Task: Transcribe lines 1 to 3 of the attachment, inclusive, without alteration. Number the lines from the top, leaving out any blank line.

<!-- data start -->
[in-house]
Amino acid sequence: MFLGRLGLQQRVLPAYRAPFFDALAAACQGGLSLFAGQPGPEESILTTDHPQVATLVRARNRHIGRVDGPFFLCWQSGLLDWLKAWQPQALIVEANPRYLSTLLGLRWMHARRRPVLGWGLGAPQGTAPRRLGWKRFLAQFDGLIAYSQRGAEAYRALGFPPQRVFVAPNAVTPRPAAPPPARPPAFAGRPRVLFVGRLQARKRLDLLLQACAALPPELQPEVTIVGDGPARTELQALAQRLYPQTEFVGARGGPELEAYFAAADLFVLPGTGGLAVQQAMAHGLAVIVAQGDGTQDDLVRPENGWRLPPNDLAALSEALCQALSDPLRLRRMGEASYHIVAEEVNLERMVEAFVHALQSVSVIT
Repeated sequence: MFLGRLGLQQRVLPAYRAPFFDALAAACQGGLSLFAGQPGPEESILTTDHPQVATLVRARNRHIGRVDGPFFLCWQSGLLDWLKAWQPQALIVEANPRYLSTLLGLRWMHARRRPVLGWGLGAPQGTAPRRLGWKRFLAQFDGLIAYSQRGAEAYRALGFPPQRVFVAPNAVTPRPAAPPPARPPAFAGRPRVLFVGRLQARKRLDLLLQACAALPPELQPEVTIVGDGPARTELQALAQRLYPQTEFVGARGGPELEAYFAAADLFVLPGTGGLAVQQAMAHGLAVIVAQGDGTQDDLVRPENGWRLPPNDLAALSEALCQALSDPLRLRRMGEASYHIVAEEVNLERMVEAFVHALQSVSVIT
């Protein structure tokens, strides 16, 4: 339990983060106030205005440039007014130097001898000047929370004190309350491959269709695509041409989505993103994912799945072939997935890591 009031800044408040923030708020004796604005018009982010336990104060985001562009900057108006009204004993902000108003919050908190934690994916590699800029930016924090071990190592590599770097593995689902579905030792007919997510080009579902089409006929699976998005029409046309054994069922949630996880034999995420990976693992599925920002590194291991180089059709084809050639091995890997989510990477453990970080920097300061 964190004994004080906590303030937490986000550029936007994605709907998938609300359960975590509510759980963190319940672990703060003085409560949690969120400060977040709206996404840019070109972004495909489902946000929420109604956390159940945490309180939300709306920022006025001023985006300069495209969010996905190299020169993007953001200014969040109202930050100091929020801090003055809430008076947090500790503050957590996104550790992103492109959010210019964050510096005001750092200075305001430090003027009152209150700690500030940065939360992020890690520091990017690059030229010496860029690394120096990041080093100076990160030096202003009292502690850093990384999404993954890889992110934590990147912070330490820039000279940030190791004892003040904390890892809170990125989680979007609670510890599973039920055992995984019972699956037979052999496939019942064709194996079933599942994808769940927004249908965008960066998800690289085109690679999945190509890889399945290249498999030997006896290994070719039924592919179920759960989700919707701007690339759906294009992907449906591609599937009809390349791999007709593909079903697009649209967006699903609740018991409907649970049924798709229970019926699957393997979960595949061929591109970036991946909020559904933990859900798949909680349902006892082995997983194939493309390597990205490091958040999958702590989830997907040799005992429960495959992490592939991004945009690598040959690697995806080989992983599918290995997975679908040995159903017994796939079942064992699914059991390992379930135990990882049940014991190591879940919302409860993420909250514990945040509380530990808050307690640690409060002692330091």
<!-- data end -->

[in-house]
Amino acid sequence: MFLGRLGLQQRVLPAYRAPFFDALAAACQGGLSLFAGQPGPEESILTTDHPQVATLVRARNRHIGRVDGPFFLCWQSGLLDWLKAWQPQALIVEANPRYLSTLLGLRWMHARRRPVLGWGLGAPQGTAPRRLGWKRFLAQFDGLIAYSQRGAEAYRALGFPPQRVFVAPNAVTPRPAAPPPARPPAFAGRPRVLFVGRLQARKRLDLLLQACAALPPELQPEVTIVGDGPARTELQALAQRLYPQTEFVGARGGPELEAYFAAADLFVLPGTGGLAVQQAMAHGLAVIVAQGDGTQDDLVRPENGWRLPPNDLAALSEALCQALSDPLRLRRMGEASYHIVAEEVNLERMVEAFVHALQSVSVIT
Repeated sequence: MFLGRLGLQQRVLPAYRAPFFDALAAACQGGLSLFAGQPGPEESILTTDHPQVATLVRARNRHIGRVDGPFFLCWQSGLLDWLKAWQPQALIVEANPRYLSTLLGLRWMHARRRPVLGWGLGAPQGTAPRRLGWKRFLAQFDGLIAYSQRGAEAYRALGFPPQRVFVAPNAVTPRPAAPPPARPPAFAGRPRVLFVGRLQARKRLDLLLQACAALPPELQPEVTIVGDGPARTELQALAQRLYPQTEFVGARGGPELEAYFAAADLFVLPGTGGLAVQQAMAHGLAVIVAQGDGTQDDLVRPENGWRLPPNDLAALSEALCQALSDPLRLRRMGEASYHIVAEEVNLERMVEAFVHALQSVSVIT